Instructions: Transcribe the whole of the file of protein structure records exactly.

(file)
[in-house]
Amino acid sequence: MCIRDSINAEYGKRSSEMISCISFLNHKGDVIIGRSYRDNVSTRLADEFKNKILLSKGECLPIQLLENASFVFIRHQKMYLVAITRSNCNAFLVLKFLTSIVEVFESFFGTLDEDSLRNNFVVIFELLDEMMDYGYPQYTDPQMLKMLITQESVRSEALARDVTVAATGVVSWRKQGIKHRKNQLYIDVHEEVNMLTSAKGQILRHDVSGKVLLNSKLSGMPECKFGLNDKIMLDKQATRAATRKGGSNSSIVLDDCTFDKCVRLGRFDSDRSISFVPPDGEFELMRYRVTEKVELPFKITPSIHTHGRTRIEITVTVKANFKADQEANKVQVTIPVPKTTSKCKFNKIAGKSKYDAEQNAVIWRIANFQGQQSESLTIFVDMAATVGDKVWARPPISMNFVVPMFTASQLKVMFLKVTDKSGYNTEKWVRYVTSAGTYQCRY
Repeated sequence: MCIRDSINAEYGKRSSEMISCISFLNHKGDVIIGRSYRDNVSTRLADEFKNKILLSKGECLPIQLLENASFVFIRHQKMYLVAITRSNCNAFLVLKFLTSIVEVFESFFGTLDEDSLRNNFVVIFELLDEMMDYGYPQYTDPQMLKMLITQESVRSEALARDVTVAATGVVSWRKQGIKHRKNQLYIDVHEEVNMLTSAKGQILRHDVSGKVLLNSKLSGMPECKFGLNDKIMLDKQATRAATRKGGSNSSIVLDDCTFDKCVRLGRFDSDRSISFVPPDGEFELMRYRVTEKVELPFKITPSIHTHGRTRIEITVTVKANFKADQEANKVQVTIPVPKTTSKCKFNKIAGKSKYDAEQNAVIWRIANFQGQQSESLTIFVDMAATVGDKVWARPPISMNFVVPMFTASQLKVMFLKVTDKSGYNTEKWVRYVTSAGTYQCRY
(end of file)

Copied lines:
[in-house]
Amino acid sequence: MCIRDSINAEYGKRSSEMISCISFLNHKGDVIIGRSYRDNVSTRLADEFKNKILLSKGECLPIQLLENASFVFIRHQKMYLVAITRSNCNAFLVLKFLTSIVEVFESFFGTLDEDSLRNNFVVIFELLDEMMDYGYPQYTDPQMLKMLITQESVRSEALARDVTVAATGVVSWRKQGIKHRKNQLYIDVHEEVNMLTSAKGQILRHDVSGKVLLNSKLSGMPECKFGLNDKIMLDKQATRAATRKGGSNSSIVLDDCTFDKCVRLGRFDSDRSISFVPPDGEFELMRYRVTEKVELPFKITPSIHTHGRTRIEITVTVKANFKADQEANKVQVTIPVPKTTSKCKFNKIAGKSKYDAEQNAVIWRIANFQGQQSESLTIFVDMAATVGDKVWARPPISMNFVVPMFTASQLKVMFLKVTDKSGYNTEKWVRYVTSAGTYQCRY
Repeated sequence: MCIRDSINAEYGKRSSEMISCISFLNHKGDVIIGRSYRDNVSTRLADEFKNKILLSKGECLPIQLLENASFVFIRHQKMYLVAITRSNCNAFLVLKFLTSIVEVFESFFGTLDEDSLRNNFVVIFELLDEMMDYGYPQYTDPQMLKMLITQESVRSEALARDVTVAATGVVSWRKQGIKHRKNQLYIDVHEEVNMLTSAKGQILRHDVSGKVLLNSKLSGMPECKFGLNDKIMLDKQATRAATRKGGSNSSIVLDDCTFDKCVRLGRFDSDRSISFVPPDGEFELMRYRVTEKVELPFKITPSIHTHGRTRIEITVTVKANFKADQEANKVQVTIPVPKTTSKCKFNKIAGKSKYDAEQNAVIWRIANFQGQQSESLTIFVDMAATVGDKVWARPPISMNFVVPMFTASQLKVMFLKVTDKSGYNTEKWVRYVTSAGTYQCRY